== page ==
Tag Archives: love

Light #poetry #lovestory #marriage #home


It spreads.
Inching it’s way across my smile. Across the lines around my mouth and the old tightness in my jaw. Curling into the moment of skin where my ears touch my face. Tickling its way up into my hair, ghost fingers of joy. Undeniable.
It spreads.
Whenever I look at you. Whenever you look at me.
It spreads.
In time. In space. In this.
It spreads.




Prompt – ‘freewrite friday”

Conjoin #oldflame #poetry #thedirtythirtychallenge




Dear Him.


How many years now?


How many years have we folded into the secrets that time is made of?


My secrets.


A bibliography of dreams untouched by truth. We seeded something though, you and I. In dark corners and deep dreams. In silliness and fire skin. In spiky grass and houses made of dust. In teenage legs and adult eyes. In too many truths and not enough sighs.


In windows that were too dirty to see through. I always stood looking out. Hands on hips. Words on lips.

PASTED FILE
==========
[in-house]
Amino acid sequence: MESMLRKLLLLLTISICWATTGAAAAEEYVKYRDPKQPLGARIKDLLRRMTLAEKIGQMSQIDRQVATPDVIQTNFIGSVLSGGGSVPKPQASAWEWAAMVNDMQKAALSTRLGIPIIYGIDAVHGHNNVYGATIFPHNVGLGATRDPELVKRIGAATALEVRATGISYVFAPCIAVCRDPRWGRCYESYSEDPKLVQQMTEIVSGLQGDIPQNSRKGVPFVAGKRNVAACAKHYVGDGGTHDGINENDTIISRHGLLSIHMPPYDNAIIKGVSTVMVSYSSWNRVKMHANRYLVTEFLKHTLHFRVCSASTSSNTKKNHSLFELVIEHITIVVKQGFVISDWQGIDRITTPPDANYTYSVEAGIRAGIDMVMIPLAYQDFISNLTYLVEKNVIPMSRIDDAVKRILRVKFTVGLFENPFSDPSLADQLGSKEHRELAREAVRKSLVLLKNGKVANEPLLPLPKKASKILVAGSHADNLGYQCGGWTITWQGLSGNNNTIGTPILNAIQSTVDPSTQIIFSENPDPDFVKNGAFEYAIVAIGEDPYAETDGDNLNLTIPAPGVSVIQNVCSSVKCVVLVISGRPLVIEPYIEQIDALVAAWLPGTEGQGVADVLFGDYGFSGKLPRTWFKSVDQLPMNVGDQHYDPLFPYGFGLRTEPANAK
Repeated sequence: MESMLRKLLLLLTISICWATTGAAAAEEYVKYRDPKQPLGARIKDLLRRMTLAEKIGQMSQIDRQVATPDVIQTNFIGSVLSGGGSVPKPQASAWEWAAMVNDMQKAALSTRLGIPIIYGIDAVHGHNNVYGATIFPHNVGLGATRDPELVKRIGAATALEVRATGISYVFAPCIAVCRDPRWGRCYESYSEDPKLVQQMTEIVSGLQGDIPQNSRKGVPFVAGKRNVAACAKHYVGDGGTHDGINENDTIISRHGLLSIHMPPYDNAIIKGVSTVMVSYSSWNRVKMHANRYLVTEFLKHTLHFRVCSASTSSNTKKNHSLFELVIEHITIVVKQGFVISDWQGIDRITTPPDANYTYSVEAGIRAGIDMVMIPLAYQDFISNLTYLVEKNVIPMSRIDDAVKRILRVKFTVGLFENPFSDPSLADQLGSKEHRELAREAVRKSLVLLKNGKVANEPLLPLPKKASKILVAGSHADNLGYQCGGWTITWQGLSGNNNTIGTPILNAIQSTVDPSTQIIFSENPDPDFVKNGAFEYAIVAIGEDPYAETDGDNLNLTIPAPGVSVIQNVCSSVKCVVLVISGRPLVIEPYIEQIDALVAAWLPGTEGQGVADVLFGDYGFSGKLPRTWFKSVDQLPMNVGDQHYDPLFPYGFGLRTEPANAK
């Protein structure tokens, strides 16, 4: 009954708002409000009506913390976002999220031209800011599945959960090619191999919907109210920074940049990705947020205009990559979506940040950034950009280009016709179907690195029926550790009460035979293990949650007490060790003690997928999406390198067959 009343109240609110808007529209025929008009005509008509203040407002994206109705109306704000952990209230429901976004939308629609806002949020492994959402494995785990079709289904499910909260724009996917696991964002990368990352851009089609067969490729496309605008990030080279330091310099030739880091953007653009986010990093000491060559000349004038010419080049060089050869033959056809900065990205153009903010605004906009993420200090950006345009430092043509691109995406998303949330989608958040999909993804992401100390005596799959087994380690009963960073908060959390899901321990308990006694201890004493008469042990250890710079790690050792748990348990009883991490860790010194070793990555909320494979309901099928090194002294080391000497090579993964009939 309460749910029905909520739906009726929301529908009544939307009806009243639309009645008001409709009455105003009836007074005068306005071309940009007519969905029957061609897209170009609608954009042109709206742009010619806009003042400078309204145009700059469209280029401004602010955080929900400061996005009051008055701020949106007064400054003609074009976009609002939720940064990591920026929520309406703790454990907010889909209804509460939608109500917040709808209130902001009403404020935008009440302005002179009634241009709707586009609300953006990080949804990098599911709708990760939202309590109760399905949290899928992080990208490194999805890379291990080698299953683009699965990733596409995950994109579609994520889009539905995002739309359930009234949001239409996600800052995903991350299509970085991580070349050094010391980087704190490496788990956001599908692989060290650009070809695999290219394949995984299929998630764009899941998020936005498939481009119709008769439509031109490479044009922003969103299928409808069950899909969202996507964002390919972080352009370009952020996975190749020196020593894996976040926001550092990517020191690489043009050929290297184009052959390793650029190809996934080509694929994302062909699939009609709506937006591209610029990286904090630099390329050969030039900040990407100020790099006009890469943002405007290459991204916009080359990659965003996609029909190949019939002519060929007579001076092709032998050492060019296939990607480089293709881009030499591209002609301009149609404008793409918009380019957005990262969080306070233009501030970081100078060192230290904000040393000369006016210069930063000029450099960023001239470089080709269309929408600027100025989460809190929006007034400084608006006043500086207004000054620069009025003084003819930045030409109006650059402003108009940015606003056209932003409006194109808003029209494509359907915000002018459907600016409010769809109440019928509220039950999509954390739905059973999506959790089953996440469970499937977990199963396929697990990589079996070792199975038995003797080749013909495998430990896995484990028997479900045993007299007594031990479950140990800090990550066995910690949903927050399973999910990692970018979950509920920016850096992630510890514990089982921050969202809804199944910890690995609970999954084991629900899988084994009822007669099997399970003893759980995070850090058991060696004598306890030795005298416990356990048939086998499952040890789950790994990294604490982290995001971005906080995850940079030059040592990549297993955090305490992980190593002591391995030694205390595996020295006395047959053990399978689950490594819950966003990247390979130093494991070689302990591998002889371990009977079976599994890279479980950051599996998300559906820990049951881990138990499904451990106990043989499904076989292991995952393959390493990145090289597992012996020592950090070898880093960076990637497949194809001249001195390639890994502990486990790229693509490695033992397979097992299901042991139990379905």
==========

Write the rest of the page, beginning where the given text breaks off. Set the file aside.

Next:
And saw/


I made you into a troubadour. A perfect warrior poet. All muscles and skin and letting me – only me – in.




We seeded something, you and I. A poppy seed dream. An unlined seam. A sparkle in a stream. My feet cracked the banks and I looked down to see/



/I was losing me.


I don’t remember the last time.


The last time that I loved you.


But I remember the first.


Its skeletal remains a wind chime in my memory

Bones that scream and sing in the wind

Tones that make beauty taste like maybe

Love taste like I didn’t know how perfect I could be

Yesterday taste like salad without dressing

Today taste like tomorrow taught me how to roar


I stopped loving you. Because I started loving me.